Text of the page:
I started playing rugby in 1981, my junior year at U of M. I had never seen a rugby match before, didn’t know what it was, but was captivated watching it at Elbel Field on the way to a football game. I asked about the game and someone suggested that I come down Tuesday evening to practice and try it out. I was not an athlete in High School, so it took me a while to develop as a rugby player. I was so impressed that there were people who would take the time and energy to teach me the game, and that there were as many games as needed for everyone to play. That part of the sport made a lasting impression on me as the way life should be, in our sport and beyond rugby.
I graduated and stayed in Ann Arbor for my MBA, getting a great education and getting to play more Michigan rugby. I went off to Chicago for a year, but that fall I still played a few matches for Michigan, coming home one weekend a month and meeting the team in Indiana or Ohio for away games. So, I like to think that my career as a Michigan rugger has been uninterrupted.
The 1987 Big Ten Tournament stands out in my mind as a great rugby experience and a great life lesson. We were hosting it at Mitchell Field, and as a PhD student I was eligible under the rules at the time. I was playing A side that season, but was asked to be the B-side flyhalf and captain for the tournament. I was at first disappointed; the competitor in me wanted to play at the highest level. I sucked it up and starting practicing my kicking, which was never stellar. The A side got knocked out, but the Killer B’s not only won our division, but went unscored upon for the tournament. The final match would be familiar to many on the team today, as our much smaller squad was pinned down in our own end all half, but played stout defense and refused to yield. Bolstered with confidence that us Davids could slay their Goliaths, we owned them for the second half, scoring three tries if my memory is correct. My boot was even decent that day. The A side cheered us on from the sideline, but I was lucky to be on the field, with my mates on the B side.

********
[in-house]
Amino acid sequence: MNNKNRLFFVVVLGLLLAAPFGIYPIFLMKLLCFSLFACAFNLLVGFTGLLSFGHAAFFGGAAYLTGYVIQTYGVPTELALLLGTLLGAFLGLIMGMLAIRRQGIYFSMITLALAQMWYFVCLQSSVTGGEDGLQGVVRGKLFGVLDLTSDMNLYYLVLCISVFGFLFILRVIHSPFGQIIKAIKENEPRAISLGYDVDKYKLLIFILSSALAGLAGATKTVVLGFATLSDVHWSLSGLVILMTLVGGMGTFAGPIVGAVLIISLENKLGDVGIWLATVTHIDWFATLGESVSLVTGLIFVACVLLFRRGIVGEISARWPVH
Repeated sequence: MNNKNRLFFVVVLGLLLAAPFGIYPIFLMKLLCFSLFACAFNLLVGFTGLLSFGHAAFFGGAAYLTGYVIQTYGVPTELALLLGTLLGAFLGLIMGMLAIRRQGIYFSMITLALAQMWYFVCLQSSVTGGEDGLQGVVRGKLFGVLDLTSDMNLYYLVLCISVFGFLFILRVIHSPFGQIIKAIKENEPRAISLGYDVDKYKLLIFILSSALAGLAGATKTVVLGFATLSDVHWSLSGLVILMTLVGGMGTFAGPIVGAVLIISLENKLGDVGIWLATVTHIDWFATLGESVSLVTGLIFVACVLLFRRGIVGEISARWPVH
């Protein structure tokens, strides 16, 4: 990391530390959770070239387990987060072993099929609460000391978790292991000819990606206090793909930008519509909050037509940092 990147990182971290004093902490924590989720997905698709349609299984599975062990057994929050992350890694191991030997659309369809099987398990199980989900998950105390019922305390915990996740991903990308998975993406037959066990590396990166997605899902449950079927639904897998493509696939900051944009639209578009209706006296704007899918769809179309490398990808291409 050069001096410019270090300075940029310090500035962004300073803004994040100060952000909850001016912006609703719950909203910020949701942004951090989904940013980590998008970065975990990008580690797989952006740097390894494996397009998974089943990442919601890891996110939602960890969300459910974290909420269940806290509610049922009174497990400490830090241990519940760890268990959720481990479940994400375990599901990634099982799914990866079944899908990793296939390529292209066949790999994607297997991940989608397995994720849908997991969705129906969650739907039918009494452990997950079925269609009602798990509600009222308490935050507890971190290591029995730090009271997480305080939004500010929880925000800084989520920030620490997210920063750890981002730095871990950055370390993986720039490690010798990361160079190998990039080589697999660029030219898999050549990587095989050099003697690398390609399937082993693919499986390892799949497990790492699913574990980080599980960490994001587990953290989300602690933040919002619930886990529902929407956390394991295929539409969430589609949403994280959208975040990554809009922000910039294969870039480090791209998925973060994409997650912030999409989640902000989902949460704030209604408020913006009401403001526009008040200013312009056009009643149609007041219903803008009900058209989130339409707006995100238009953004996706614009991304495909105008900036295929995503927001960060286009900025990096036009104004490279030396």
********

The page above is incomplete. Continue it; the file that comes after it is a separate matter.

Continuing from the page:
I have been player, captain, coach and referee in my 30+ years of Michigan Rugby. I have really loved all of it. The game and the great mates that I have had and continue to have are the best part of my life outside of my family. I guess that is why I won’t stop. I am currently still playing for the city club, coaching kids at the Y in touch rugby, and occasionally reffing college or high school matches. I may not play forever, but I won’t quit until Fish and Raboine do.
Along with my longtime teammate and business partner, Jeff Hagan, I part-own and manage a couple dozen rental properties. Champion Management has been proud to be the landlord (and employer) of many a Michigan rugger, whether it was a formal rugby house (a good idea at the time, but times change) or as is now, mostly grad students and working-world ruggers. This has worked out well for us and for the team, of which I am proud.
I am also proud of all of us who raised money hosting the Michigan Cup on Belle Isle in the late nineteen nineties. The students that worked hard on that were gone by the time we used the funds towards taking the college team to England for Spring Break in 2001. That tour (and the start of the Hill house) began an era marked by great overseas tours and great improvement and achievement on the field.
Playing rugby is great, playing rugby for Michigan is so much more. The caliber of people I have met and continue to meet is staggering. Michigan ruggers are not just athletes, they are scholars, creative business people, big-hearted and hard working at most all they do. And most are a bit quirky, which makes them a lot of fun to be around.